thinks our chances of actually getting approved are 50/50. Kyle has
better credit than I do, but he doesn't have much credit, and his teacher's
salary alone isn't enough to carry the loan amount on paper.
I doubt I have enough of an audience yet for anyone to notice that there was a week-long lag between my silver post and my smoothie post. But there was. That's because I spent the last week compiling documentation on every paycheck either of us has received in the last two years, every rent check we've written in the last two years, verification of the inheritance, and how the earnest money went from one bank account to the other (that required a trip to the bank, and a signed letter from the branch manager). To back all of that up, we needed two years worth of tax returns, W2s, and bank statements, and a verification of two years of rent history, signed by our landlord. Though I've paid everything on time for the last two years, I had to explain every credit inquiry on my report, and write a letter of appeal to the loan underwriter, letting him or her know why we should be considered credit worthy. It was really more of a restrained plea. I hope our mortgage counselor was kidding, at least a little, when she said my letter might have moved the needle to
50.5/49.5. Those aren't terrible odds for some things, but when it comes
to a home loan, they're not very promising.
Two days ago, she finally had everything she needed to submit the application. Whatever happens, I'm glad we took care of all of the documentation on the early
end, and are getting a true approval (or not) now, and not just when we think we're about to close on a house.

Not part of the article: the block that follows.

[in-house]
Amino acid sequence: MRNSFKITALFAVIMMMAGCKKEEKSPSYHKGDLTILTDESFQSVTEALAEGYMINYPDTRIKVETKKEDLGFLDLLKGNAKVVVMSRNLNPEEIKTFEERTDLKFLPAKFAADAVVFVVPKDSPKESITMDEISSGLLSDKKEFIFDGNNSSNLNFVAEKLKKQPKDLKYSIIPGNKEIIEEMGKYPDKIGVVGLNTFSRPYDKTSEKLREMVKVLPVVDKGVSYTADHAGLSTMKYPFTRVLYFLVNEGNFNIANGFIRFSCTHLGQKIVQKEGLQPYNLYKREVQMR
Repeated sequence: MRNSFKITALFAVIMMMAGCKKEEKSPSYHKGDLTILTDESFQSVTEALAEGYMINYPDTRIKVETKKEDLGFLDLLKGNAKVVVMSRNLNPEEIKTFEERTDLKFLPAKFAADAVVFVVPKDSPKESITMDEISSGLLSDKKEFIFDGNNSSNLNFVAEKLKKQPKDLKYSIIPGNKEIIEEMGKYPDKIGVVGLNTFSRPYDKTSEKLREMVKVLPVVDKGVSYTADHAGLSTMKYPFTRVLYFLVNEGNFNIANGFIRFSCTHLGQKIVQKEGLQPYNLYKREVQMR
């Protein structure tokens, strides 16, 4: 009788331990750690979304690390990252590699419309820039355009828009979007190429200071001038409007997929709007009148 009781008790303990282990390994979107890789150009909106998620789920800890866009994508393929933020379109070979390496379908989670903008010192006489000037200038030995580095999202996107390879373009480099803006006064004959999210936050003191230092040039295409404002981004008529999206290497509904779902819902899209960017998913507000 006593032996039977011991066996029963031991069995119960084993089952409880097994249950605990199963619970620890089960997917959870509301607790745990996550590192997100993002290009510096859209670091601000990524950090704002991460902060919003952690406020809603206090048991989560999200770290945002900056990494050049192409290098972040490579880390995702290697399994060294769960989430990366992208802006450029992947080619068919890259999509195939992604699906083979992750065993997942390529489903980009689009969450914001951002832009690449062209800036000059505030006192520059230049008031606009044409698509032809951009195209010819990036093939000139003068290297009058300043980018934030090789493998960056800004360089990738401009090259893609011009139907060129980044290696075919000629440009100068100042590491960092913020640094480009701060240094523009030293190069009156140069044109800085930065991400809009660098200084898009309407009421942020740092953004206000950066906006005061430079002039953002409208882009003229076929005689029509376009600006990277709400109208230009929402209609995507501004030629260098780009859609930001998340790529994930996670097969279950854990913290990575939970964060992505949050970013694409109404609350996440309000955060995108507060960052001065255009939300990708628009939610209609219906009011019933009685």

So, now we just wait and see. I'm not very good at that. I never have been. I'm already concocting alternative financing solutions in my head, and even shared one of them with our friend selling the house via email earlier today; subject line: "Because I'm a crazy lady."
I hate that the financial mistakes I've made have given us such terrible chances of getting a home right now, even though we're more than capable of making the monthly payments, and have a bigger down payment than most first-time homebuyers. I wish that someone would have taught me the importance of establishing good credit, or at least of not abusing credit, before I got my first credit card application in the mail at 17. Instead, like most things in life, I had to learn it the hard way.
I made a lot of bad decisions in my late teens and early twenties. I put myself in some pretty dangerous situations — physically, emotionally and financially. It’s part of being young, I guess. I consider myself lucky that I’m not paying for the physical or emotional bad decisions today (unless you count my slow-as-molasses metabolism). Unfortunately, the same can’t be said for the bad financial decisions I made. I pay for them every day with the high interest rate on my car payment and the secure card I got to try and re-establish good credit. Now I'm facing the possibility that I've jeopardized my little family’s chance to get a home while interest rates are still so low.
I hope that whatever underwriter gets our file can see that I'm getting better, smarter and more responsible every day. I hope next week, I'm back with really great news (in the meantime I plan to tell you all about preserving a surplus of spinach). And I hope I haven't bored you to tears with this rambling post.